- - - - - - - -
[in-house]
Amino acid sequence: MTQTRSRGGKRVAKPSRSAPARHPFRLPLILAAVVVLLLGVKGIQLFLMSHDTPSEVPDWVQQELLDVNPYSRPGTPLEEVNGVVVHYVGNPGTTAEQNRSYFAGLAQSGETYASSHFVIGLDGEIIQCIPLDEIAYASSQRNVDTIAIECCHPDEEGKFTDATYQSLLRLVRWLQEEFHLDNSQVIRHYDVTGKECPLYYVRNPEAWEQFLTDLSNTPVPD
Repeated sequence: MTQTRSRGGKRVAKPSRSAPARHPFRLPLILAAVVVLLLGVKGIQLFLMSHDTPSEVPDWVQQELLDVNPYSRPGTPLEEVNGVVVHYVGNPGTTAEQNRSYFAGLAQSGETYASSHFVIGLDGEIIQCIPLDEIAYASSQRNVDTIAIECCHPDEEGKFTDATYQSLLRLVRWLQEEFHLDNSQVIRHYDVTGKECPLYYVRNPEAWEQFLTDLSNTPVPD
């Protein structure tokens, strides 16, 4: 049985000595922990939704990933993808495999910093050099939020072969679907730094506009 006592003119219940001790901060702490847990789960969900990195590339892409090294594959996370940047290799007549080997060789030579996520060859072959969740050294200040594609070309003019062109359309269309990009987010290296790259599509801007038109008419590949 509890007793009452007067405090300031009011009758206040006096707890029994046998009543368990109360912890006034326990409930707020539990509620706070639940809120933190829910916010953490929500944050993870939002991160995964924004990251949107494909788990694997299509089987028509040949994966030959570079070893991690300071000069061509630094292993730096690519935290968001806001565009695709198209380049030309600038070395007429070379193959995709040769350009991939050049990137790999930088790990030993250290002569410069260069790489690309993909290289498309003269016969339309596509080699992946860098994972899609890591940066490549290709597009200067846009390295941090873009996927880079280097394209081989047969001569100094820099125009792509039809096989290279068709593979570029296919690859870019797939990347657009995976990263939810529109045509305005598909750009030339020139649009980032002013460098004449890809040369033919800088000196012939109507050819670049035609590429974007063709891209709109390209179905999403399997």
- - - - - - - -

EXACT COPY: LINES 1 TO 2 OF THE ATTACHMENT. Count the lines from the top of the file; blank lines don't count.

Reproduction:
[in-house]
Amino acid sequence: MTQTRSRGGKRVAKPSRSAPARHPFRLPLILAAVVVLLLGVKGIQLFLMSHDTPSEVPDWVQQELLDVNPYSRPGTPLEEVNGVVVHYVGNPGTTAEQNRSYFAGLAQSGETYASSHFVIGLDGEIIQCIPLDEIAYASSQRNVDTIAIECCHPDEEGKFTDATYQSLLRLVRWLQEEFHLDNSQVIRHYDVTGKECPLYYVRNPEAWEQFLTDLSNTPVPD